3 resume screening tips to find the best candidates to interview 

5 minutes | Bradley Pierson | Article | Conducting interviews

Man at computer

Whether you're sorting through 20 resumes or 200, you want to be efficient and thorough. Many hiring managers tell us they are overwhelmed by the sheer volume of applications that come in and often more than half are not relevant or sufficient for the advertised role. 

So how can you quickly discard irrelevant resumes, without throwing out a diamond by mistake? Follow these three steps and you'll be able to reduce the time between advertising and interviewing. 


1. Do an initial screening for the "definitely nots" and the "maybes" 

In your first round of review, don't worry about finding the perfect candidate - focus on rejecting resumes that don't have the necessary skills or experience. Use the person specification to determine the "must haves" and discard resumes that don't have these. Try to keep the list of "must haves" short and focused on competency, rather than looking for very specific education or an exact number of years of work. 

The core question you are asking at this stage is "Are they worth a closer look?" 

If you are working with a recruiter then they will take responsibility for this step so you can focus on the next stage. There are also tools such as resume screening software that can quickly filter resumes. However, if you're using this type of program make sure your specifications are broad enough to capture a range of language and phrasing. You didn't want to discard someone with the right skills because they used different wording. 


2. When you have your "maybe" pile, narrow the list even more based on skills and achievements, education, and previous employment.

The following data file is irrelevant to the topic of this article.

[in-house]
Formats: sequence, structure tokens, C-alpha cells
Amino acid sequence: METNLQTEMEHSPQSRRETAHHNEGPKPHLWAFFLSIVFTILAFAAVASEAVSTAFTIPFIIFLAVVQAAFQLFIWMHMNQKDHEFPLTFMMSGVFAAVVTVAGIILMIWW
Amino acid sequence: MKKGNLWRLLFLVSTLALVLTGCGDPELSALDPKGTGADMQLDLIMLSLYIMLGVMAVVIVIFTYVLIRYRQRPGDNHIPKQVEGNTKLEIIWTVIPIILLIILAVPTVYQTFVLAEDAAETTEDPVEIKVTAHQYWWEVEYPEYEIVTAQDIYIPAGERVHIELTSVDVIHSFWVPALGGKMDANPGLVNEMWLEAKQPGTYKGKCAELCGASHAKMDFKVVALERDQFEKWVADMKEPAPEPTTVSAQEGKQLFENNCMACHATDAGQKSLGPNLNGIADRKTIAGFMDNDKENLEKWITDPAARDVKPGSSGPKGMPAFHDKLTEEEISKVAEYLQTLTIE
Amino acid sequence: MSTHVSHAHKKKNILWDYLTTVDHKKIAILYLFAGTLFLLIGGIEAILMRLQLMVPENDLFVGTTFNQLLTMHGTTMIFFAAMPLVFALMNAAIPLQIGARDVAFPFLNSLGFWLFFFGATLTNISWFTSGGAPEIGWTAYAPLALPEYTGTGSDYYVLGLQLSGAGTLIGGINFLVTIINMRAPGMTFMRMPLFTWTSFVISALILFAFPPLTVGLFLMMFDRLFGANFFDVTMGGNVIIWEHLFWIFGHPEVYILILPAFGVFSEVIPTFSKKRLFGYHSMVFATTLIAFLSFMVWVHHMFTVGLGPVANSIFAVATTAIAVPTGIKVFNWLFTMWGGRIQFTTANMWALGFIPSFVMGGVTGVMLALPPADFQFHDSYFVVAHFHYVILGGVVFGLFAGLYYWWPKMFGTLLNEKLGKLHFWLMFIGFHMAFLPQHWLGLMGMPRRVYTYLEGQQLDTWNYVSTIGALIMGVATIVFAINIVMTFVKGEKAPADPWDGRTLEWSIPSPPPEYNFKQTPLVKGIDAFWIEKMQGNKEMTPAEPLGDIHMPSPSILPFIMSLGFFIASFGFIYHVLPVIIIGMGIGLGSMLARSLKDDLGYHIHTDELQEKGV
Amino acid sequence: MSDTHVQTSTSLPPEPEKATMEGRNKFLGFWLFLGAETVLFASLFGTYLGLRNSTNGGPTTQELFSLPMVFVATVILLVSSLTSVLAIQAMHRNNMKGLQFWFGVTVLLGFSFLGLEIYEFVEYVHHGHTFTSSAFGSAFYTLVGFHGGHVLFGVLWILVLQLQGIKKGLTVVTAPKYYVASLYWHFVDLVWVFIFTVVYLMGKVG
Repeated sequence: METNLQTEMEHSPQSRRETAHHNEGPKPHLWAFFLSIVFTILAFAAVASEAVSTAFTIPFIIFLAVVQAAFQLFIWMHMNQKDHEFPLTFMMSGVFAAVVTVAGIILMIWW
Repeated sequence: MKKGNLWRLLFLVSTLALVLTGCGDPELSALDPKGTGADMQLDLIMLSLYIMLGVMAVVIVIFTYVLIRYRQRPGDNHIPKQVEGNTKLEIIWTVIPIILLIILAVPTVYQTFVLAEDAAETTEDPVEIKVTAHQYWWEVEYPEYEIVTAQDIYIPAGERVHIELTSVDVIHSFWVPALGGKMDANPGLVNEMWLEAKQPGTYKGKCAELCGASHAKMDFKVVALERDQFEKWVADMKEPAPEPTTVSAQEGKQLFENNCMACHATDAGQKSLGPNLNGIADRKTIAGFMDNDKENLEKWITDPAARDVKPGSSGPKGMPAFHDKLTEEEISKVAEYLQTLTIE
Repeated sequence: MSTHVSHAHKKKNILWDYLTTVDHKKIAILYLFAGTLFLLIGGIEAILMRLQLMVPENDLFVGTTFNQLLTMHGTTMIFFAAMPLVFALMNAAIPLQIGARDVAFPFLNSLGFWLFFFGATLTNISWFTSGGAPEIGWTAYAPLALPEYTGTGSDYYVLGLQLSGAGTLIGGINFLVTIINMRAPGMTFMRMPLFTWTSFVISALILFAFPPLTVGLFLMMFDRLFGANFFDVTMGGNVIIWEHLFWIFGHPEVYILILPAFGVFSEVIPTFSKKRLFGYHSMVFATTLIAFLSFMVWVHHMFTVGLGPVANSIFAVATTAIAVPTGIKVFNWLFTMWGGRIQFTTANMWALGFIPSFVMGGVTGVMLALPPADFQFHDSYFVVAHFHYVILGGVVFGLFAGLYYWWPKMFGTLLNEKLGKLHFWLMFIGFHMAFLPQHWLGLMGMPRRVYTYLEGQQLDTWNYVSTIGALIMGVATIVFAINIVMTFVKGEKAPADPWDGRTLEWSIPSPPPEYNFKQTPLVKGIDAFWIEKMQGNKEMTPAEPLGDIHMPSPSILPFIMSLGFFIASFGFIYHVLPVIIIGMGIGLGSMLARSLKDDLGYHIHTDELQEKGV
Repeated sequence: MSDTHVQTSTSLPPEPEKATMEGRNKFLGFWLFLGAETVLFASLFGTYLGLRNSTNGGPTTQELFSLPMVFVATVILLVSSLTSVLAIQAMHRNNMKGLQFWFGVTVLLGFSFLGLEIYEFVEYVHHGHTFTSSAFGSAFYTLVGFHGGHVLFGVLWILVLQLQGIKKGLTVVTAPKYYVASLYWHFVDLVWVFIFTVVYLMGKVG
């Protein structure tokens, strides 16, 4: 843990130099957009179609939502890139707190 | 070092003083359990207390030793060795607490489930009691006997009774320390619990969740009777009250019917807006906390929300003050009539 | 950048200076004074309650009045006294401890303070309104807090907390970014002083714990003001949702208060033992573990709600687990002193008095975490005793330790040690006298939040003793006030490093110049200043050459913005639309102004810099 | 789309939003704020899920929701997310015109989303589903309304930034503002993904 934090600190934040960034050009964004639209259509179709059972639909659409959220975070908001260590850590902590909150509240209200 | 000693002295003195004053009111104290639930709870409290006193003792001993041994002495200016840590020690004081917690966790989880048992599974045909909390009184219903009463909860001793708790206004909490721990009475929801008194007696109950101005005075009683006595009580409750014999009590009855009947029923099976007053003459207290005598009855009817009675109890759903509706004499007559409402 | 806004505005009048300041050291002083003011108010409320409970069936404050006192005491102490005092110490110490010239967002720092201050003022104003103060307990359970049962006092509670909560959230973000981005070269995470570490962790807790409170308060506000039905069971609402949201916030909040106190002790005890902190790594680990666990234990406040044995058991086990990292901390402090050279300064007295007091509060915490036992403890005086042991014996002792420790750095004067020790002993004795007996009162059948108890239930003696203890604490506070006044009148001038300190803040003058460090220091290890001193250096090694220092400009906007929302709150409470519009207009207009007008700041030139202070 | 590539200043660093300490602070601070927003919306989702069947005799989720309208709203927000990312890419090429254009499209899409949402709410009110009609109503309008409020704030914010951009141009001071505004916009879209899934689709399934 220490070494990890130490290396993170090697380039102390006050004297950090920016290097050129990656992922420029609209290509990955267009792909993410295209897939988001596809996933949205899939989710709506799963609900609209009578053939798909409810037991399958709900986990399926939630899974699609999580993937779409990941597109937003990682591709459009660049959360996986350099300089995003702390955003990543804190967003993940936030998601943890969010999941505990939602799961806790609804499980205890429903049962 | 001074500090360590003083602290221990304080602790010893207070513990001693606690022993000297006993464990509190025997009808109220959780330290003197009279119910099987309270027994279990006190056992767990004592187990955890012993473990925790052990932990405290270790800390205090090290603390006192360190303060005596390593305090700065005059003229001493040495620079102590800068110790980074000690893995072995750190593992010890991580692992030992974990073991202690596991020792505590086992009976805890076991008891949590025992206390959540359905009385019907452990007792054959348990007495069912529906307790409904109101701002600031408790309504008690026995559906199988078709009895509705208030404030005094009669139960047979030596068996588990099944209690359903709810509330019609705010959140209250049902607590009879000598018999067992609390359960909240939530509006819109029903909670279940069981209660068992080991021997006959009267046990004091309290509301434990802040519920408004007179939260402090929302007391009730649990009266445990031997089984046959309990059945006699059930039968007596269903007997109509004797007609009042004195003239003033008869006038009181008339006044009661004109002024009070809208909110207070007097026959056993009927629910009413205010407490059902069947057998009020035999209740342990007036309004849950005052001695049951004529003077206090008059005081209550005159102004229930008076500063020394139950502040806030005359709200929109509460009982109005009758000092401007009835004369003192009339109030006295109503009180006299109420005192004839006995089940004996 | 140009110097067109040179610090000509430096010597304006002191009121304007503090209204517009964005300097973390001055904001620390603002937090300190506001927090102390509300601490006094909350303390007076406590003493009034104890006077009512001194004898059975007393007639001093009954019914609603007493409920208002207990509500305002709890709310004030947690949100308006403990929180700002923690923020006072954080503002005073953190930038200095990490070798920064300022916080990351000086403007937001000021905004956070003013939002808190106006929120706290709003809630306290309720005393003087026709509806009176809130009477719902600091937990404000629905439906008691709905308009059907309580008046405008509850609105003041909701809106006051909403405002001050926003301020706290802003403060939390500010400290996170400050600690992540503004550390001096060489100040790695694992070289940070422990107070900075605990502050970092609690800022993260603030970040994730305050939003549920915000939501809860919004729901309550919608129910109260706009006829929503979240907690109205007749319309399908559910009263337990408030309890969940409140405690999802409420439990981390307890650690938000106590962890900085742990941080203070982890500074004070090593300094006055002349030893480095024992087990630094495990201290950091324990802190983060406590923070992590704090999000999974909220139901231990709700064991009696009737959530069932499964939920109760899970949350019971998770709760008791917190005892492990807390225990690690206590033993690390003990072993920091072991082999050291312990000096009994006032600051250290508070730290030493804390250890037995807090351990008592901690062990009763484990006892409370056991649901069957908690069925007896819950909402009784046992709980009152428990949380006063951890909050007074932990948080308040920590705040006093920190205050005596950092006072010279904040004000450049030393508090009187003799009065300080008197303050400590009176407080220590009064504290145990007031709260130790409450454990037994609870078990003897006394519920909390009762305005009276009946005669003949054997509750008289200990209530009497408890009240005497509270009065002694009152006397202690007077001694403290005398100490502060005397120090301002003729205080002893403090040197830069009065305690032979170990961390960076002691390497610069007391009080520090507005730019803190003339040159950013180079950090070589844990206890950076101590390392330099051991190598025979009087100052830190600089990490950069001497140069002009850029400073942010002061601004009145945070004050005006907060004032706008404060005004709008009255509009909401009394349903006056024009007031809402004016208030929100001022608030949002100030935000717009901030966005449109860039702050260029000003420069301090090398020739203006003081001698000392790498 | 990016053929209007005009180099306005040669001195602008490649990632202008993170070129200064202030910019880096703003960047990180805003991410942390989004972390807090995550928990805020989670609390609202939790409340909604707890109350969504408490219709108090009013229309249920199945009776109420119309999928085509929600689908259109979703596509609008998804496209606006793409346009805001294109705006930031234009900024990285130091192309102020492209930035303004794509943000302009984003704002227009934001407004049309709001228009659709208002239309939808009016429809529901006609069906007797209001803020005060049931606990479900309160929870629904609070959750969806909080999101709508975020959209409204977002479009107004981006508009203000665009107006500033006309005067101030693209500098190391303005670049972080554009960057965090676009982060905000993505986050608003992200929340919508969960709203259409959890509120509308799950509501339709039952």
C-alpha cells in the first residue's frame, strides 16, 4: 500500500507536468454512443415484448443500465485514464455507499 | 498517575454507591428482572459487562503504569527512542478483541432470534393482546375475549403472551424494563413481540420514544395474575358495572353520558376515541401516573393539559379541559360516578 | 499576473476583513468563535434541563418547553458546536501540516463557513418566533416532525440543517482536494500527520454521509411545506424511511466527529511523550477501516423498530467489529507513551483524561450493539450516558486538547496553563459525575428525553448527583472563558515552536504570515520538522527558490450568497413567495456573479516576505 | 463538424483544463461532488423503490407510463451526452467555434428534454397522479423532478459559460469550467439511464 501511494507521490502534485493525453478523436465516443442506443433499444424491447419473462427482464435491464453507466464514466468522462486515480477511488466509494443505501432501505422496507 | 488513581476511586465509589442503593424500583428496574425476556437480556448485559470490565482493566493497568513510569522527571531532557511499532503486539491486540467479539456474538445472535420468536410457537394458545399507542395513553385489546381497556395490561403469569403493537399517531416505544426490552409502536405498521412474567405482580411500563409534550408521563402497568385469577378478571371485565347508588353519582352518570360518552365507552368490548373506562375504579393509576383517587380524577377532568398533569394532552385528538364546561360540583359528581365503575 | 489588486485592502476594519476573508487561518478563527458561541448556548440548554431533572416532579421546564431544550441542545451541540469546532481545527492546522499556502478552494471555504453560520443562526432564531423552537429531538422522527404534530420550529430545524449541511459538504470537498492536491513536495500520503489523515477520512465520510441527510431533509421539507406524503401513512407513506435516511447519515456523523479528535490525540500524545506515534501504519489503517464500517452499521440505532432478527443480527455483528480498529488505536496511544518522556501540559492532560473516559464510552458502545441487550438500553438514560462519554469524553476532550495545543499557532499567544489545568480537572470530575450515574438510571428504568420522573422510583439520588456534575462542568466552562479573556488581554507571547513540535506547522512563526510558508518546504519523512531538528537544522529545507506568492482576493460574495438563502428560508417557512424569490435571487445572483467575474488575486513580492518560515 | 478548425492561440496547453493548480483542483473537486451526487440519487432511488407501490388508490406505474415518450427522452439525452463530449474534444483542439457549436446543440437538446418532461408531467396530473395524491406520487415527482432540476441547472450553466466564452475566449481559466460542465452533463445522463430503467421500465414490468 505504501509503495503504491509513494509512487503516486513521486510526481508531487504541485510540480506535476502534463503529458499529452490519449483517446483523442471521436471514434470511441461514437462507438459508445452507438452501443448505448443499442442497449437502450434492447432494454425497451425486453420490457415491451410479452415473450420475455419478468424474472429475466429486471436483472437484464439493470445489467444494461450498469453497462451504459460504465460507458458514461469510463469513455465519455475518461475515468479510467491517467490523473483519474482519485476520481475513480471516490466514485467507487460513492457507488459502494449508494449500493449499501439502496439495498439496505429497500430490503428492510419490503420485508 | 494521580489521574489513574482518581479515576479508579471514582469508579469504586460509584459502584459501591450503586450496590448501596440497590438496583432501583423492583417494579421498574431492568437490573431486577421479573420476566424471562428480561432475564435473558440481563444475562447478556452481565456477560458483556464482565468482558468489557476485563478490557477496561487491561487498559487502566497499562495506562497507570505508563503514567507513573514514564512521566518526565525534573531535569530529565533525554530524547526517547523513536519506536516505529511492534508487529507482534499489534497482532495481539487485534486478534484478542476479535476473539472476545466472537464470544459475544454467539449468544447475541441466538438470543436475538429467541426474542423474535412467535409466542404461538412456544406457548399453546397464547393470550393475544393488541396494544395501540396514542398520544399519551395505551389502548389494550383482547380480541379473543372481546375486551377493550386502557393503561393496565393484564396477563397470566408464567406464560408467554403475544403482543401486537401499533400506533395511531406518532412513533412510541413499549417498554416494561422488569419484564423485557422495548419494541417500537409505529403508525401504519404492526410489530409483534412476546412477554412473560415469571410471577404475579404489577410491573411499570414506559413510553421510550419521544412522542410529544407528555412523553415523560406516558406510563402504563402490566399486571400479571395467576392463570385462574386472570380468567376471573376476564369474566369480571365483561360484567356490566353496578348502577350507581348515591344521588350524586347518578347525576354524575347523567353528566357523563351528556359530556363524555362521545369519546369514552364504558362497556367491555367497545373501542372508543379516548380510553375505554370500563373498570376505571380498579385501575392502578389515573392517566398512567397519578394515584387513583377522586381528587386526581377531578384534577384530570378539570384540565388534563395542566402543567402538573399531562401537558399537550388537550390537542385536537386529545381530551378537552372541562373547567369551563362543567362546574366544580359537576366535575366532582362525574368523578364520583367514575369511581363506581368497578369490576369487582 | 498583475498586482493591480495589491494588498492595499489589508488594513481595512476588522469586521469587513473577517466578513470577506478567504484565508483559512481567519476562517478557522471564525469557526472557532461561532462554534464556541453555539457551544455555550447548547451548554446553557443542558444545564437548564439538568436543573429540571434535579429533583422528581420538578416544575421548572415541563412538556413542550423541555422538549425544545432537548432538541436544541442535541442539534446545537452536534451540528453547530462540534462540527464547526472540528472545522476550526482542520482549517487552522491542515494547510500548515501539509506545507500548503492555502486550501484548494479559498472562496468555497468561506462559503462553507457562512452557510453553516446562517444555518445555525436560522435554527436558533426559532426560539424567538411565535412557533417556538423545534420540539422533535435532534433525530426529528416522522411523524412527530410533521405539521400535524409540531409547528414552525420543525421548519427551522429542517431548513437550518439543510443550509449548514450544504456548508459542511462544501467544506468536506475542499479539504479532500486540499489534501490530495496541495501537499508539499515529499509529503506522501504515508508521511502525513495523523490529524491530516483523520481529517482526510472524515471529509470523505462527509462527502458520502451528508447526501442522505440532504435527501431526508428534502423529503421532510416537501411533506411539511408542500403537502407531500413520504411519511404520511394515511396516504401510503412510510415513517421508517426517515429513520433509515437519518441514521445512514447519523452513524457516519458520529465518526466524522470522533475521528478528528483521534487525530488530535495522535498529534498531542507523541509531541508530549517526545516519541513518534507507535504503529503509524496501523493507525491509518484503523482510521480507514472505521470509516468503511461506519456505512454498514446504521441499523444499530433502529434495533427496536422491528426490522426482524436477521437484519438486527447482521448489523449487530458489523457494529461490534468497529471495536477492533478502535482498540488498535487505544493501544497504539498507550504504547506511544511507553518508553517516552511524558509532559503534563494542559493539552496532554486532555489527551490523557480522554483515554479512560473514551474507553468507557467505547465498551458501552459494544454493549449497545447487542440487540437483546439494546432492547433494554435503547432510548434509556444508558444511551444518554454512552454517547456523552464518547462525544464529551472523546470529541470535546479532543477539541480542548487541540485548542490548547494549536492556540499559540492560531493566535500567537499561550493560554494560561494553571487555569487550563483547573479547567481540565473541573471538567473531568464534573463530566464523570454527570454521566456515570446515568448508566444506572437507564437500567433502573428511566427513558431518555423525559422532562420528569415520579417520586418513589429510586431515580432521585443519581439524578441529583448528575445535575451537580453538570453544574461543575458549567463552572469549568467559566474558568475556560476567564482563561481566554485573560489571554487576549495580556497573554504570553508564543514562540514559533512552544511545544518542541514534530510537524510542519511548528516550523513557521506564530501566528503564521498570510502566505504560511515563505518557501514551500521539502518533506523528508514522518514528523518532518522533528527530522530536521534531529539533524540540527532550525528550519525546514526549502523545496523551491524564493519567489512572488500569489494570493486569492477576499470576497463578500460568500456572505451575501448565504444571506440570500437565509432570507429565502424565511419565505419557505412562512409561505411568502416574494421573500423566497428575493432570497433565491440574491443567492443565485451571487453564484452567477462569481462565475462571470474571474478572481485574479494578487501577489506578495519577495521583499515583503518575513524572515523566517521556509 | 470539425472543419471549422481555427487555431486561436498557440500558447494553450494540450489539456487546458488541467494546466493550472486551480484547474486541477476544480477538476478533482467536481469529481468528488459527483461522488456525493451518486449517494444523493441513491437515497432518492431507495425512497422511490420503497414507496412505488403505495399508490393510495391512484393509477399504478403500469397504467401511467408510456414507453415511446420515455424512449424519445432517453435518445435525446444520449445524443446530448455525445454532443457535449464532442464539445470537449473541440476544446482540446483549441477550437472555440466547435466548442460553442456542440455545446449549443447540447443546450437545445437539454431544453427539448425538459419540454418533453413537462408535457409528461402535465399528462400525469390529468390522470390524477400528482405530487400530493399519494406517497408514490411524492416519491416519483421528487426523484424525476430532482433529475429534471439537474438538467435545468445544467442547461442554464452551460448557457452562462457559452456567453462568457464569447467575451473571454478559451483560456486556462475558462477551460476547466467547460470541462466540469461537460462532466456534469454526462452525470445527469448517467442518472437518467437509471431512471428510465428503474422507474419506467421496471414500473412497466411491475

Now your pile of resumes should look more manageable. Take a closer look at these resumes and ask some key questions about each candidate: 

  • Where did they work previously and what were they responsible for? 

  • What did they study? Do they invest in their own skills development? 

  • What makes them unique? How could that benefit your organization? 

  • Have they shown that they can set goals and achieve them? 

These questions should help you rank the resumes. You know that these individuals have reached the absolute minimum requirements so now you're looking for differentiators. Is international experience more valuable than an industry-specific degree? Do you need someone with customer service experience, or are administrative skills more important? 


3. Look at cover letters and social media as a final step before confirming interviews 

Once you have your short-list, read their cover letter and look at their LinkedIn. The cover letter should be tailored to the position, and give you an indication of who they are, not just what they can do. Look at why they want the role and what they hope to achieve from it. Refer back to your original specifications and consider some of the aspects that are hard to assess. You can learn a lot about a candidate's soft skills, such as communication, from a cover letter. 

When you're looking at a LinkedIn profile, make sure it aligns with their resume. Look for recommendations and endorsements, their personal summary, what groups they belong to and what kinds of updates they do. These can indicate how engaged they are with the industry and their career. 

Once you've completed all these steps, you have the shortlist and knowledge of each candidate to begin phone screening. If you work with a recruiter then they will be able to streamline this process so you only see the shortlist and from there decide who you want to meet in person. 

About this author

Bradley Pierson
Managing Director for the Americas - Enterprise Solutions

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